Dave Cockrum, legendary artist and co-creator of such characters as Storm, Nightcrawler, the Starjammers and many more, died on Saturday of complications from diabetes. He was 63.

Cockrum had been in ill-health for years, but continued to appear at conventions as a popular guest. Despite his lasting achievements in comics, Cockrum lived in poverty for a while, until the comics industry (incuding Marvel) rallied to allow him to spend his last years in a bit more comfort. We haven’t the facilities to link to the number of tributes on the web, but Clifford Meth, who was a great friend of the Cockrum family in later years, has a fine remembrance here.

Following the settlement, Dave’s last three years were spent in South Carolina. He and his wife Paty moved there, from upstate New York, to get away from the cold. Dave spent most of his days in a wheelchair watching television, rarely drawing, reading when he could. He had dialysis on Mondays, Wednesdays and Fridays—a four- to five-hour affair that always left him drained and exhausted. He knew that a new kidney might change his life, but hoping for one at his age (and in his condition) was like hoping to win the Lotto, and the odds were just about the same. So he had no illusions.
Despite the ailments and the lack of funds, Dave stayed happy. Not to say there weren’t bouts of depression, but following the comics’ industry tribute that all of you out there in comics land gave him, Dave felt somehow fulfilled. He knew he hadn’t been forgotten. Indeed, Dave discovered an entire new generation of fans on the web who were only too eager to talk with him. So when he could, he’d answer questions and make new e-mates across the i-planet. He refused to be bitter about anything. The nastiest thing I ever heard him say was, “I wish I had John Byrne’s money and he had my feet.â€?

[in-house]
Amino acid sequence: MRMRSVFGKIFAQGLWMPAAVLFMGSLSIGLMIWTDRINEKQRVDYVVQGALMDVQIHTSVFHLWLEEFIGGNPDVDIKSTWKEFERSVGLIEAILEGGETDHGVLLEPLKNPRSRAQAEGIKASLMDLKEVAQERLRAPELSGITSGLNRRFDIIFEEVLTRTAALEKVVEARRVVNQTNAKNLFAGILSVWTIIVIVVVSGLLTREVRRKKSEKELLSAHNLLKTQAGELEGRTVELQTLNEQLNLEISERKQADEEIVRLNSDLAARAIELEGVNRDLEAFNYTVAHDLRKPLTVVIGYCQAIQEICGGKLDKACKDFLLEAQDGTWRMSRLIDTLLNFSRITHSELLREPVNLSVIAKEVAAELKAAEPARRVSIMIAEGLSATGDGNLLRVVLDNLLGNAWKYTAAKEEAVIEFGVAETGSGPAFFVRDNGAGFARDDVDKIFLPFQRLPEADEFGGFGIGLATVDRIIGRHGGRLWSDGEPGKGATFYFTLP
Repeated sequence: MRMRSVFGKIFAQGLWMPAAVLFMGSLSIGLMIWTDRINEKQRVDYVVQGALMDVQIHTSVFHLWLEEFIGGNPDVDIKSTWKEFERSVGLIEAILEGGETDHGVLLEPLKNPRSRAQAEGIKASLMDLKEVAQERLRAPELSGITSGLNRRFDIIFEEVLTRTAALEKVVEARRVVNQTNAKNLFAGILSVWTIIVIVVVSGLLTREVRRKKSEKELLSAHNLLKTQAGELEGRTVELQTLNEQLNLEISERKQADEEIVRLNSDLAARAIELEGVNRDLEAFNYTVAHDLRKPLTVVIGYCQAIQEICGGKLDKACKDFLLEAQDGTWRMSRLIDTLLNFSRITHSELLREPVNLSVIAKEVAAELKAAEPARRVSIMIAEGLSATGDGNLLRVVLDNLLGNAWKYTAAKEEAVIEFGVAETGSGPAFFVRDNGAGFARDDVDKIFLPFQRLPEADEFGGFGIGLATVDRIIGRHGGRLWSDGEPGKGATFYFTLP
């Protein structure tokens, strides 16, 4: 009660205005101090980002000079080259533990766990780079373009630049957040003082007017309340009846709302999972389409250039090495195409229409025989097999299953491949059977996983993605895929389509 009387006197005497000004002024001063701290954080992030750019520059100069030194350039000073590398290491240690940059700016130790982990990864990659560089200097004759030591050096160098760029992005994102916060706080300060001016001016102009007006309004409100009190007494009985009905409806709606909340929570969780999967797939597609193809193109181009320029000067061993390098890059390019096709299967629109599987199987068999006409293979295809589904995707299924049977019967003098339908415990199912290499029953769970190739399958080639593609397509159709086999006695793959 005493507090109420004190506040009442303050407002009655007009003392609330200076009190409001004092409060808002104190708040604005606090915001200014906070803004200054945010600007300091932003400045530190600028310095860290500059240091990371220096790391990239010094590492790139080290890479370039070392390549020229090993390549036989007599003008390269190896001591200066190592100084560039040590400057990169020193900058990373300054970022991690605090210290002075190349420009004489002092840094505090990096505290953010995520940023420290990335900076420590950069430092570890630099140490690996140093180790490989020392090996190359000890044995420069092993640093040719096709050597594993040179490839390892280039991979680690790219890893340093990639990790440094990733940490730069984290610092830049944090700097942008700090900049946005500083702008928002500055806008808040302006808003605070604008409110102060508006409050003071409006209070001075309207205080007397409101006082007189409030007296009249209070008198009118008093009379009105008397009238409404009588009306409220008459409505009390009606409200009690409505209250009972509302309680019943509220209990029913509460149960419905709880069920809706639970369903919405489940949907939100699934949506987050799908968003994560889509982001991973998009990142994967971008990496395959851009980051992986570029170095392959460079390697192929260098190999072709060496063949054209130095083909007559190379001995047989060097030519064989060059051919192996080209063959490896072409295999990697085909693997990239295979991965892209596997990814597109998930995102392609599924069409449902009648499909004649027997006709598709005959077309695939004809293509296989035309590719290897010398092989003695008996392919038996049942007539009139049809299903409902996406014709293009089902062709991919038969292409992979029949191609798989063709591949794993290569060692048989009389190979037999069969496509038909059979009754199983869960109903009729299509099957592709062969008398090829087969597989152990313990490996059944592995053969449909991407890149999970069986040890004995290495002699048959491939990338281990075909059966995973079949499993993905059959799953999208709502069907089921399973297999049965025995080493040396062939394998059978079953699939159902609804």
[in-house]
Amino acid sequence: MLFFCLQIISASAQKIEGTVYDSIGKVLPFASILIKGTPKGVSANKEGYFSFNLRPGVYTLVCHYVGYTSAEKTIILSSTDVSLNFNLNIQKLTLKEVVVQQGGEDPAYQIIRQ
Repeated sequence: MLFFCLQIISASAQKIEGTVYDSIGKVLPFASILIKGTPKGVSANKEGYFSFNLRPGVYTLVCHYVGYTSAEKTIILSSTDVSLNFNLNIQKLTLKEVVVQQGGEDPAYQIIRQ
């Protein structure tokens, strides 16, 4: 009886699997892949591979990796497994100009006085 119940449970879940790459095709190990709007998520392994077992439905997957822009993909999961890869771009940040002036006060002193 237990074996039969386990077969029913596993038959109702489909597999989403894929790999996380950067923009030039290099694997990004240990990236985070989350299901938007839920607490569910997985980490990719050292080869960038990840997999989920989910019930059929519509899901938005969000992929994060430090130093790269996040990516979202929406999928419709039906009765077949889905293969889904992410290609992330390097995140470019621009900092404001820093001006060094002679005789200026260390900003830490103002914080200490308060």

1. I bitched about this elsewhere, excuse me whilst I bitch some more:

    Where’s the memoriam for Dave Cockrum on the Marvel Comics website?

    The man co-created one of their biggest franchises and there’s not one word of his passing on their clunky, obnoxious website.

    Another sad reminder that the industry will never recognize what drives it.

    (hopefully as the day or week progresses, I will be proven wrong)

  2. This is extremely sad news. Cockrum’s work on the Legion knocked my socks off when I was 12. The current cartoon series could have used all sorts of designs–guess who they took most of their inspiration from? I never met the man, but his legacy will never fail to impress me.

  3. Not to take away from Matt D.’s point. It is a fine one. But does DC’s site have anything in that regard either?

  4. As the news spread around Mid-Ohio-Con, where Dave had been a guest a few years back, dozens of fans, pros, and members of our con crew, came over to tell me how much they liked Dave personally. He only appeared at the show once, but he made a lasting impression.

    Evanier and I talked about him a lot. Dave was one of my first fandom pals. We “met” when we were all contributing to The Yancy Street Gazette, a Marvel fanzine of the late 1960s. The first time we met face-to-face was when he invited me to visit him at Murphy Anderson’s studio, Dave being Murphy’s assistant. So I got to meet two of the classiest and nicest guys in comics on the same day. I’m gonna miss Dave a lot.


  5. Justin,